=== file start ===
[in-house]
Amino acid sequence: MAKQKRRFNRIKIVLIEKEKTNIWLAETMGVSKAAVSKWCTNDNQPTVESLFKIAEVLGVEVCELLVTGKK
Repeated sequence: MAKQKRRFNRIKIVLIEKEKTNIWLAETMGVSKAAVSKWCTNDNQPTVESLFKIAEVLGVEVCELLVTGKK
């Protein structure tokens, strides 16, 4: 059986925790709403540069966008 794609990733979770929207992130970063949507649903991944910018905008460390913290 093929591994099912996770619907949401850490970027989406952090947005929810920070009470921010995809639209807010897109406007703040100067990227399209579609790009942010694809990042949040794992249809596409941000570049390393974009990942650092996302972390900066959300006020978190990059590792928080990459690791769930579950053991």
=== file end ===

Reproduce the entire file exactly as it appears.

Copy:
[in-house]
Amino acid sequence: MAKQKRRFNRIKIVLIEKEKTNIWLAETMGVSKAAVSKWCTNDNQPTVESLFKIAEVLGVEVCELLVTGKK
Repeated sequence: MAKQKRRFNRIKIVLIEKEKTNIWLAETMGVSKAAVSKWCTNDNQPTVESLFKIAEVLGVEVCELLVTGKK
């Protein structure tokens, strides 16, 4: 059986925790709403540069966008 794609990733979770929207992130970063949507649903991944910018905008460390913290 093929591994099912996770619907949401850490970027989406952090947005929810920070009470921010995809639209807010897109406007703040100067990227399209579609790009942010694809990042949040794992249809596409941000570049390393974009990942650092996302972390900066959300006020978190990059590792928080990459690791769930579950053991």